canada housing

Canadian government tells people to call the authorities if they can't afford housing here

As Canadians find it progressively harder to grapple with the nation's unbelievably high cost of living, the federal government has promised that there is a light at the end of the tunnel, at least as far as housing affordability is concerned — or, rather, there will be in a few years.

During a press conference on Tuesday, House of Commons Leader Karina Gould and Housing Minister Sean Fraser outlined how Ottawa plans to tackle the national housing crisis, with new measures on the way to increase stock and hopefully lower prices.

But, in responding to questions, they admitted that getting more homes built will take time, and that they have nothing new to help those who can't handle the current rent and real estate prices in Canada.

Fraser even directed those who "are sleeping rough" and unable to access housing within their budget right now to contact local authorities, a statement that has absolutely floored residents.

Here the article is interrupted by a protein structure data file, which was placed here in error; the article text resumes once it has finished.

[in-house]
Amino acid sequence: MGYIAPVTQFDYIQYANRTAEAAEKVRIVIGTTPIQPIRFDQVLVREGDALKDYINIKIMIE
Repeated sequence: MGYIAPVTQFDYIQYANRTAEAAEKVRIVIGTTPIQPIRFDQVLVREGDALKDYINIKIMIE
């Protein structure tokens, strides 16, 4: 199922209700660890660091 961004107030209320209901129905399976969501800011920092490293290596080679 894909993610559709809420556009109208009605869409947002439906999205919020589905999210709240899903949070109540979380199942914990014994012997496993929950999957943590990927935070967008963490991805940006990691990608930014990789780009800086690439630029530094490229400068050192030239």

"People who are without an option today need to reach out to their local authorities who are actually managing the on-the-ground supports," he said, pointing those eligible to the existing Canada Housing Benefit.

He also noted that the feds have been investing in below-market affordable housing units, as well as offering additional supports to shelter systems.

But, none of these things apply to the bulk of citizens that have been priced out of the market and that the government is vowing to help, though there is a comprehensive housing bill on the way that is apparently specifically geared to address housing affordability and attainability for the middle class.

Among its solutions to the crisis: adding new incentives to revive projects put on pause due to increased development costs — including removing the GST from new apartment construction and the Housing Accelerator Fund — and changing the way governments allow homes to get built.

Fraser stated a focus on the productive capacity of the Canadian workforce to build homes, on ensuring first-time home buyers can get a foot in the door, and on keeping people who are currently in the market there long-term.

"We are moving quickly to advance measures that will have a meaningful impact," he said.

"The reality is there's a number of different challenges that we need to continue to confront... but we can identify the solutions to the specific problems that have caused Canada's housing shortage and reach a better place where more and more Canadians have an opportunity to find a place that they can afford."

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